In any event, it's more fruitful to view this film as a very earnest experiment, rather than a "throwback musical". The decision to shoot all the musical numbers live, with the actors not only using their own voices to sing, but doing so on-camera without overdubs, immediately places the entire enterprise in some cinematic twilight zone, out of time, floating weirdly between an era of 1930s Lubitsch and 1970s underground cinema. But, amazingly, it works, in no small part due to the uniformly appealing and earnest cast. Cringe-worthy duff notes aside, even Burt Reynolds pulls it off, and is often genuinely charming in his menage-aux-trois pairings with both Cybill Shepherd and Madeline Kahn. Duilio Del Prete clearly carries his musical numbers with ease, unlike the other three leads, but avoids upstaging them with what is obviously a better-trained singing voice.

Indeed, the film works astonishingly well as an ensemble piece, perfectly suited to the double-entendre-laden Cole Porter tunes around which it is all based. The group sequences in tight quarters, such as the repeated bits in playboy Reynolds' chauffeured limos, are completely charming. The physical comedy is a gentle slapstick, not overly broad.

It doesn't all hang together perfectly. The already-thin narrative feels stretched to the breaking point somewhere around the three-quarters mark, and the whole thing feels a bit long in the tooth at 121 minutes. It's easy to see how mid-1970s audiences would have found the entire enterprise utterly confounding, even after enjoying Bogdanovich's PAPER MOON two years prior. It overreaches, but is no failure.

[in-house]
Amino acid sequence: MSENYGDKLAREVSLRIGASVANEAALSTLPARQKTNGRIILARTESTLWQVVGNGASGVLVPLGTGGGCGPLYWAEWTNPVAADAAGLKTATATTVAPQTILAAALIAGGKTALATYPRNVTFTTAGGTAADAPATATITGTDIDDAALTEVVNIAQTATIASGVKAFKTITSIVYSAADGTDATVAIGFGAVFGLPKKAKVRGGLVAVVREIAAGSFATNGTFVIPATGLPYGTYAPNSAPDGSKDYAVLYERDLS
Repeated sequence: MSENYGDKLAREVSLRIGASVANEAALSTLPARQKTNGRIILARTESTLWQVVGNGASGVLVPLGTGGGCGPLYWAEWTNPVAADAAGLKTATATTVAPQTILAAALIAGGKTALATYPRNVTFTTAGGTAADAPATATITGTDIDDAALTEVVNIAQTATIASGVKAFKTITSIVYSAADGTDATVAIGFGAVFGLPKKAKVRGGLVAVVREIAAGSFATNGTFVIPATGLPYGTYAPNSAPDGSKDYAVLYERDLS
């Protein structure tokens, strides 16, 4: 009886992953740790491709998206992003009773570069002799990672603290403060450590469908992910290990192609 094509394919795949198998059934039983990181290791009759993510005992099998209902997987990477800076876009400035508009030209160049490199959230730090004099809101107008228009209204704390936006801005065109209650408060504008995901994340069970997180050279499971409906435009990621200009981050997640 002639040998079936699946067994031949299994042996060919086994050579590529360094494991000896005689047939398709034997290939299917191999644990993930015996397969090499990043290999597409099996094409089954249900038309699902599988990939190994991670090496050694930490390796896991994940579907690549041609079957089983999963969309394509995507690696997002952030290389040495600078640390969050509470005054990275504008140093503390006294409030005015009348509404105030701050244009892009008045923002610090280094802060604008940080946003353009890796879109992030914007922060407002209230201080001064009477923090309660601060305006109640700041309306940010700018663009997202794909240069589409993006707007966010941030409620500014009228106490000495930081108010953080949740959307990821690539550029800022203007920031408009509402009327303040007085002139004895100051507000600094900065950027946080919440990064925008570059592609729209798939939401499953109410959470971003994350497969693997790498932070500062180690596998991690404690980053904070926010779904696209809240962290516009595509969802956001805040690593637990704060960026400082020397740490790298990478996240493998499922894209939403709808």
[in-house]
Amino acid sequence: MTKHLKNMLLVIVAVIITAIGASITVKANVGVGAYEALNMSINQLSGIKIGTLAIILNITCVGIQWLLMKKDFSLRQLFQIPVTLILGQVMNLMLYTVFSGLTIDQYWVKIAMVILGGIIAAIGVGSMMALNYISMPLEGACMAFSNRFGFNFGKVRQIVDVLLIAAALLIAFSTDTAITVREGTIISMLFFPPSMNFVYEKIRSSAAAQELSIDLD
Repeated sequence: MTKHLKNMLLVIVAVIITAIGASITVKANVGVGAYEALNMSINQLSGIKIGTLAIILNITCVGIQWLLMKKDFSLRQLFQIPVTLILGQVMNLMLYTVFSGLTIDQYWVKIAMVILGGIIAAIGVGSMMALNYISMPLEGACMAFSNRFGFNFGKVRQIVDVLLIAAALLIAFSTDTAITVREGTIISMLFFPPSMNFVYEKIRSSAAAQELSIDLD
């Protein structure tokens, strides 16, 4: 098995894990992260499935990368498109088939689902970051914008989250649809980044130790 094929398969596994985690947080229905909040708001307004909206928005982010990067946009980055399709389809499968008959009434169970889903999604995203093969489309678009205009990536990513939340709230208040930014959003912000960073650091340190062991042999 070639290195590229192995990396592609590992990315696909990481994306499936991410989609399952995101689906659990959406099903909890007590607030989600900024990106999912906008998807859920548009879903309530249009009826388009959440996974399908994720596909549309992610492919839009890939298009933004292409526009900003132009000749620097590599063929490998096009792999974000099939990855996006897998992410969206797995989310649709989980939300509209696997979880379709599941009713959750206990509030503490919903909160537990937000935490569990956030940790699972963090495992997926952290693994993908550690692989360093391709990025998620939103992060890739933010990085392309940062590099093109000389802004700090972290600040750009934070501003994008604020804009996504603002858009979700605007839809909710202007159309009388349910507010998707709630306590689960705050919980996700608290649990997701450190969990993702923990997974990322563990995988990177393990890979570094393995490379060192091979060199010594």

Reviewed by Charles Herold (cherold) 5 / 10

an interesting experiment

I'm a bit perplexed regarding what to say about this movie. First off, I think I enjoyed it more when I saw it years ago than I did now. But I think that was mainly because of the choice of songs. Cole Porter wrote all sorts of songs, but the movie goes for the particularly witty and urbane choices, including a number I hadn't heard before.

The style of the movie has giddy improvisational style, as actors often seem to be chatting amongst themselves or making quiet asides. This is true not just in conversation, but in song as well, and it's clear the intention is to make the songs work as a continuation of the story and the characterization. It's an interesting approach that I found somewhat likable in conversation but not so much in songs, because it often completely trashes the melodies.

Unfortunately, Bogdonavich was apparently of the opinion that a musical requires very little musical talent. Reynolds is a decidedly poor singer. Shepards can at least carry a tune, but it's hard to imagine anyone casting her as the lead in a musical who wasn't dating her.

The supporting players do better. None of them are great singers either, but Eileen Brennan, John Hillerman, Madelein Kahn and that guy no one's ever heard of all understand how to sell a song. They would make great second bananas behind actors who were strong singers (or dancers, as was the case with Astaire or Kelly musicals), but instead they overshadow the leads, which is a little sad.

The story is simple, essentially a matter of flirting and coupling among the four. Then ending is unsatisfactory.

I've heard there are numerous edits of this movie floating around, and that some work better than others. I saw the version released on VHS, which is apparently neither the best nor the worst version out there. (I've heard the best version is on Netflix and DVD.)

This isn't as terrible as some people claim, and it has some nice touches throughout, but it comes across as a bit of a vanity project in which a director with no experience in musicals nor much sense of what makes them work decided to put his girlfriend in one.